{The following information was compiled by Tammy Hosenfeld and was read by Flora L. VerStraten during a graveside service held at the Rehoboth Cemetery in 2008.}
In 1829 there was a division within the Methodist Episcopal Church, which resulted in the organization of the Methodist Protestant Church.

Rehoboth was the first Methodist Church in the Adena, [Smithfield Twp.] area. The Rehoboth Methodist Protestant Church congregation was formed from those who dissented from Holmes Methodist Episcopal Church, which stood one mile from this location into the woods, of which is located today the Holmes Methodist Cemetery, established in 1810. It is probable that Rehoboth was named after the third well that Isaac dug found in Genesis 26:22. The first two wells resulted in quarreling but the third well no one quarreled over and so he named it Rehoboth. {Hebrew meaning, ‘broad places’), saying, “Now the LORD has given us room and we will flourish in the land.”

Here stood the Protestant Church that served those who lived in Smithfield Township encompassing Adena, Harrisville, York, and Smithfield and other small hamlets. Adjacent from the cemetery, across the land, stood the Rehoboth School, the first Adena area one-room school house. Rehoboth Church was used until about 1880. Church records are scant but we do know that the Rehoboth congregation, along with the Presbyterians built a church in York and named it the York Union Church. Rehoboth Cemetery is also known as Mt. Rehoboth and York Union Church Cemetery.

Rehoboth Cemetery holds many ‘unmarked’ graves of loved ones. It was used by the Health Department as an indigent burial location. Much of the front of the bare hillside that borders the pasture holds ‘unmarked’ graves. One that has touched our hearts is that of a little six year old girl who died in a house fire, trying to save her cat and toys. Her stone sits in the pauper section, down by the fence. It is just a clump of cement with child’s marbles in it and a broken off stone in it with no inscription. The chapter has located her family. They are now in the process of getting little Kathryn Ann a stone with her name on it. [Update as of fall 2008: Kathryn’s half-sister was Mildred. Mildred’s son, Joseph Kropka and daughter, Judi Stevenson purchased the grave [pictured above] for Kathryn Ann. Tammy Hosenfeld gave them information about Kathryn. They didn’t know about her, or her death, or the condition of her grave.]

Above: Photo taken by Tammy Hosenfeld, November of 2008. Kathryn’s new headstone, with an angel & one yellow flower place in her remembrance. At the foot of her grave, if you look carefully, you can see the cement with the marbles carefully placed in it, near the base. 

REHOBOTH CEMETERY continued: The Jefferson County Genealogy Chapter of the Ohio Genealogical Society has been working hard to restore and record Rehoboth Cemetery along with all the pioneer cemeteries in the county. Rehoboth was vandalized in the early 1980’s. Many big stones were pulled from their bases and stone were broken and scattered throughout the perimeter of the cemetery. More stones were down than were left upright. As you can see Rehoboth now stands proud as a pioneer cemetery of which lies our freedom fighters, our pioneers, those forged the land, and those who educated. Many sunken stones forgotten by time have been recovered.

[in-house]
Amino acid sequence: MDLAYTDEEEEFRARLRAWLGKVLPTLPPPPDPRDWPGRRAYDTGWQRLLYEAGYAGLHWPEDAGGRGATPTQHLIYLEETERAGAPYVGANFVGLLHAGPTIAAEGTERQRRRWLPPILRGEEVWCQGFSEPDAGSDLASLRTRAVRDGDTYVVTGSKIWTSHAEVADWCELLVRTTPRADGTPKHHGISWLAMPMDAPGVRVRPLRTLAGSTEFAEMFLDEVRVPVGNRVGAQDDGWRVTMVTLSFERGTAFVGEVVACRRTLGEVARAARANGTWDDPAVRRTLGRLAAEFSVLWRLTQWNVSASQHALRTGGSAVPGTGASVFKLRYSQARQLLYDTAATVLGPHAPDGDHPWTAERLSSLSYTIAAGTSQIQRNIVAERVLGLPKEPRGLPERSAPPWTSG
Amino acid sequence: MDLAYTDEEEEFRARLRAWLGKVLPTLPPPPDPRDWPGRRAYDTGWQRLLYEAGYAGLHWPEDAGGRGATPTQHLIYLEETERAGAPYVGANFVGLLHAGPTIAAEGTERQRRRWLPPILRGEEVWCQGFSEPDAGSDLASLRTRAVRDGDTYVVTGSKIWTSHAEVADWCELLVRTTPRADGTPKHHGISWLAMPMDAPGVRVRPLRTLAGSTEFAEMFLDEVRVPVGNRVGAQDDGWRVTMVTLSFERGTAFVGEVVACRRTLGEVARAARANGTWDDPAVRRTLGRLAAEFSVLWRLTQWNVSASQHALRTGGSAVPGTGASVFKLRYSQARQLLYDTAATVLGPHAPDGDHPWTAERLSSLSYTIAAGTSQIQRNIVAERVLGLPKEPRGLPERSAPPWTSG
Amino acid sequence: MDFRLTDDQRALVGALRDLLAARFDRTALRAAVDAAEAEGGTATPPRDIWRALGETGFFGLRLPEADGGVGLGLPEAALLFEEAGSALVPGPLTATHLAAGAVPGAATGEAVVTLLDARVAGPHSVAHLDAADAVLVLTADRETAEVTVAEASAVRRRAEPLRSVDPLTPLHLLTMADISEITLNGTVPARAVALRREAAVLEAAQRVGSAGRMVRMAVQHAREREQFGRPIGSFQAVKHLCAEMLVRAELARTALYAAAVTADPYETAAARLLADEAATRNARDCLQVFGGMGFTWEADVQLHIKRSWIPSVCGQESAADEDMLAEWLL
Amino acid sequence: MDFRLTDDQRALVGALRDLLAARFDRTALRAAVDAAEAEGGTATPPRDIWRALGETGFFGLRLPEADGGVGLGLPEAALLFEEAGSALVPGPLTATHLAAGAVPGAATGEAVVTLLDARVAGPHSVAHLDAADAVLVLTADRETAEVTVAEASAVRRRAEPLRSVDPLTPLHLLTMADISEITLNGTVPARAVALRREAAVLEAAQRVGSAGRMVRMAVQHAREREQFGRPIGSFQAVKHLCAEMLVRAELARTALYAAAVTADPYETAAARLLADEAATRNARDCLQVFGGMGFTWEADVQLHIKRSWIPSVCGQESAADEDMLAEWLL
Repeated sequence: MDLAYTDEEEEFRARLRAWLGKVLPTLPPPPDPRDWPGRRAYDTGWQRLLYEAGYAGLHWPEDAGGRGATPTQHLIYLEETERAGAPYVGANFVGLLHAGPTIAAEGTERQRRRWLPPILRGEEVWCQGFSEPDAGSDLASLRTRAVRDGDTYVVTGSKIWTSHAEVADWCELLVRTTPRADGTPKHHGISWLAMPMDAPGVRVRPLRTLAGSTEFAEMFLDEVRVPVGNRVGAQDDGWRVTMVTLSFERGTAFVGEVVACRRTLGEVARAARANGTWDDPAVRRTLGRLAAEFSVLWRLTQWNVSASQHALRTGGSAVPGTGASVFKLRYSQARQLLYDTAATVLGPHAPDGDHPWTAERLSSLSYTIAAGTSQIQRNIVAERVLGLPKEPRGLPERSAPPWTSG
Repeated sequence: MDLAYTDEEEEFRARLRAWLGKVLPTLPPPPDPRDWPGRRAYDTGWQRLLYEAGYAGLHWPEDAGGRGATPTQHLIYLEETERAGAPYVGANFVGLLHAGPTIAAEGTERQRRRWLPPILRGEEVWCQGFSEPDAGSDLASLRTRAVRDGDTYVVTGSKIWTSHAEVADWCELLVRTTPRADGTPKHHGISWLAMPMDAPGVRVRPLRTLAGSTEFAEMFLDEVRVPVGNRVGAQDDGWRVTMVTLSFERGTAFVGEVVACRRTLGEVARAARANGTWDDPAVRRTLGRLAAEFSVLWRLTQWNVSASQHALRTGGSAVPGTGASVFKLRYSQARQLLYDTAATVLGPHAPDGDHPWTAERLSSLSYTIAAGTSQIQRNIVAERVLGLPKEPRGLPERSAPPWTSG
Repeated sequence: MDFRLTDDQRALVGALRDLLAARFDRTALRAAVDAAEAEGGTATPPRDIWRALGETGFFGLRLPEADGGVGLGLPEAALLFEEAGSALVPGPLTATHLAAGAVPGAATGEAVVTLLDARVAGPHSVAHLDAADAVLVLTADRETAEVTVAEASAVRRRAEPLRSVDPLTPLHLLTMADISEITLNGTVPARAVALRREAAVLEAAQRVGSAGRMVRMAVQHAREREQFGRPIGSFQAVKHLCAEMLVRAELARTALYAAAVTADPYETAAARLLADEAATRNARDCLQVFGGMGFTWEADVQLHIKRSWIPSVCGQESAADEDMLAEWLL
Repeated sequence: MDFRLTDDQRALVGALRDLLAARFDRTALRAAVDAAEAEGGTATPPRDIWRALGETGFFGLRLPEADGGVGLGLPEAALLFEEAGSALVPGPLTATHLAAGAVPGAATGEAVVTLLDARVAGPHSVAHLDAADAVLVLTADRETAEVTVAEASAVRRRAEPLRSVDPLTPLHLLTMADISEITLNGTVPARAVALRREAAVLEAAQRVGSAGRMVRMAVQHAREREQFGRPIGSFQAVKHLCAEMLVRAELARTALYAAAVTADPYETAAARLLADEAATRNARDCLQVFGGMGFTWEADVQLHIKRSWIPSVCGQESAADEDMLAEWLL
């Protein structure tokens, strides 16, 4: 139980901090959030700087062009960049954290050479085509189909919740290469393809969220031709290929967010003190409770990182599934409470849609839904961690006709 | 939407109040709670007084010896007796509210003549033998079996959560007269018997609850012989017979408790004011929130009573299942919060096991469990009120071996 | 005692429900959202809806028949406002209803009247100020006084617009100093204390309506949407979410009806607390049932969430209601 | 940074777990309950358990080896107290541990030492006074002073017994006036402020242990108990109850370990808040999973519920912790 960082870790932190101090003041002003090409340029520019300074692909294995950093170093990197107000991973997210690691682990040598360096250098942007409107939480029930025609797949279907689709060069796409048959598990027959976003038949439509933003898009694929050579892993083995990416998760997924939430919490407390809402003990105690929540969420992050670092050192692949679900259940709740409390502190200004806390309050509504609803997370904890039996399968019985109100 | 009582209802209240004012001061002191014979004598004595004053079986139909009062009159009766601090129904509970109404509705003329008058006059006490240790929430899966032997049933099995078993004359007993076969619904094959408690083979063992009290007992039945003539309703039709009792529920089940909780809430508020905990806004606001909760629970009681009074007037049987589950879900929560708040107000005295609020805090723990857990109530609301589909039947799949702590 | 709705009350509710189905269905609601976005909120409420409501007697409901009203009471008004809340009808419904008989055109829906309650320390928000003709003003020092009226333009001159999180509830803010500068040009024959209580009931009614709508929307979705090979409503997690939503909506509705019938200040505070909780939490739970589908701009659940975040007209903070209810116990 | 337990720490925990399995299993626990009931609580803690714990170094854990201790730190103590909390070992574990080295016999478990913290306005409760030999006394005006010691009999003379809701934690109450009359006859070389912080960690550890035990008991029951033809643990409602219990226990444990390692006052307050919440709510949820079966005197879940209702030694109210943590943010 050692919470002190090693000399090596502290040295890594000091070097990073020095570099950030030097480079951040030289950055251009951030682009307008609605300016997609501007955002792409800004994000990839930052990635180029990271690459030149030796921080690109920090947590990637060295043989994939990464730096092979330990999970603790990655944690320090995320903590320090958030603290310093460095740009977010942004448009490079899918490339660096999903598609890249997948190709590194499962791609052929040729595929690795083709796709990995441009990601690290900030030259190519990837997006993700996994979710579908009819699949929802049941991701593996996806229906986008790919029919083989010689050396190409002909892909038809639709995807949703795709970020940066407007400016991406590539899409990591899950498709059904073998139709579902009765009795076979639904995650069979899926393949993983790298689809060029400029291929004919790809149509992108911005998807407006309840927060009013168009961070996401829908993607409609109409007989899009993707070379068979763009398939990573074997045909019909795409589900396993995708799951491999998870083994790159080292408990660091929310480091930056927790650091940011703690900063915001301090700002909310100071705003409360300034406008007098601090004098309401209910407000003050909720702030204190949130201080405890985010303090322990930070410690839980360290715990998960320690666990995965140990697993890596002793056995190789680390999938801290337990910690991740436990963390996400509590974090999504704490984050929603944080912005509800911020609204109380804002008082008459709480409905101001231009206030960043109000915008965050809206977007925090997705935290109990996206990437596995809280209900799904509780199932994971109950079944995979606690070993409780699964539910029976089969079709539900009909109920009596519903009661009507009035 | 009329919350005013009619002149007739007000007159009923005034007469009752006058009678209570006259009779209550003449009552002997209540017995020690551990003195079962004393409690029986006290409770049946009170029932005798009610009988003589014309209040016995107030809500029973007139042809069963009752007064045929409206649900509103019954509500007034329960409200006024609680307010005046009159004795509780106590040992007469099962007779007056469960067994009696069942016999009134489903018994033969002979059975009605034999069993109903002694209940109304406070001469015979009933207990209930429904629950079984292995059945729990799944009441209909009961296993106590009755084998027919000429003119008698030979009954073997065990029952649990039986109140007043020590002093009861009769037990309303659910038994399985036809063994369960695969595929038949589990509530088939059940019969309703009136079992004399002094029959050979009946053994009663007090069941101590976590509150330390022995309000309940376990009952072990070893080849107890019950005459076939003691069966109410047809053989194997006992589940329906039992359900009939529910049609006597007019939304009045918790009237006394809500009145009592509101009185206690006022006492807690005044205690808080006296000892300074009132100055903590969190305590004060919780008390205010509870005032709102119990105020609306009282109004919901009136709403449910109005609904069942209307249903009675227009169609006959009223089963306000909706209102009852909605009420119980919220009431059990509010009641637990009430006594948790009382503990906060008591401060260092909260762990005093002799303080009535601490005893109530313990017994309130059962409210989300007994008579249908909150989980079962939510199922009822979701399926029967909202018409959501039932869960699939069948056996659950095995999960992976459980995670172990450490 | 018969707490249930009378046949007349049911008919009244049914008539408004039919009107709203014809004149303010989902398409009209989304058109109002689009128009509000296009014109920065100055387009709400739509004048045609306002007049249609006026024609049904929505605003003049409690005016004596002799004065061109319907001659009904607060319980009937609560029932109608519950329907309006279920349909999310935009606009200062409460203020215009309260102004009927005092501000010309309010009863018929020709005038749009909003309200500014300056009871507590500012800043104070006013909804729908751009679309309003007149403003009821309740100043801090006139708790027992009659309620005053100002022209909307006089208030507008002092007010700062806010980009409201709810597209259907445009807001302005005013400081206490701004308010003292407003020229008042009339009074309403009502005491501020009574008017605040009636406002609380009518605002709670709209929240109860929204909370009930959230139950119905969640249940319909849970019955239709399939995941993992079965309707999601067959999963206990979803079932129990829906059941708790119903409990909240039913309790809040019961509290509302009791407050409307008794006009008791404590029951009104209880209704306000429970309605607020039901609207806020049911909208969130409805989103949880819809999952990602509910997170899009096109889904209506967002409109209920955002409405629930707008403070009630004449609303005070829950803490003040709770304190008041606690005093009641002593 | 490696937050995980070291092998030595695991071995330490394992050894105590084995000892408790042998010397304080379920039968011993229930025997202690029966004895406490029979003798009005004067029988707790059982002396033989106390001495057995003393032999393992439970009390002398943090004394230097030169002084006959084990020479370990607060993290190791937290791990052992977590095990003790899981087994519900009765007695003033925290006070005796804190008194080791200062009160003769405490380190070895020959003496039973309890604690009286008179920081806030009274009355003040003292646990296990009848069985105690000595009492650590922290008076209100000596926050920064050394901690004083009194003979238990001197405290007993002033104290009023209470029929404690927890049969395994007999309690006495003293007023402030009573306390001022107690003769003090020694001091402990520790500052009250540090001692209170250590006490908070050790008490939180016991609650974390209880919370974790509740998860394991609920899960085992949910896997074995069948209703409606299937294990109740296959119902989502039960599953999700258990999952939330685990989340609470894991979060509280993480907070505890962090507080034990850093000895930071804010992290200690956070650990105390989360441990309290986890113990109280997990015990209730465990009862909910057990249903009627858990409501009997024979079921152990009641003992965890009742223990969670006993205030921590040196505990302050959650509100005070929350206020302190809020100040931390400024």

[Esther McCoy, from the Herald Star Newspaper, wrote an article about the cemetery and the child, Kathryn Ann. Kathryn’s brother read the article in the newspaper and contacted Tammy. Tammy believes the new tombstone placement has brought honor to a little girl named, Kathryn and her final resting place.]

Military markers were lying in a pile on a stone due to the vandalism. The Steubenville Chapter is now working to locate who they belong to.

The photo above was taken by Tammy and Terry Hosenfeld. Patriot bronze markers L to R: Joseph Chambers (2008), Jacob Clark (2008), and Thomas Rouse (2007).

Veterans laid to rest in Rehoboth Cemetery who have been verified are:

  • William Harry Betton - Civil War, wounded and died at the age of 23
  • Thomas Price – Civil War Veteran
  • Thomas Belknap – Civil War Veteran, wounded in the Battle of Wilderness
  • Col. Lewis Sutherland, Civil War
  • Col. Lewis Sutherland father, Vachel, War of 1812

    Among the unmarked but verified veterans are:
  • Joseph Minzoni – unmarked,WWI
  • Charles Edward Melching, Sr., unmarked, WWII

NOTE: The local SAR, Ebenezer Chapter, installed three bronze markers for the following Patriots from the Revolutionary War. Graveside services were held in honor of:

  • Joseph Chambers (2008)
  • Jacob Clark (2008)
  • Thomas Rouse (2007)

Veteran’s buried in Holmes Cemetery [list is currently under revision]:

  • Hastings, John W.  – D 1896, Co. B., 53nd Reg. O.V.I., Civil War
  • Hastings, George W. – D 1864, age 21, Civil War
  • Hastings, Stephen B. – D 1864, age 31, Civil War
  • Hall, Alvin C. Co. B, 1st WVa. I, Civil War
  • Henry, Isaac P. – D 1928, Civil War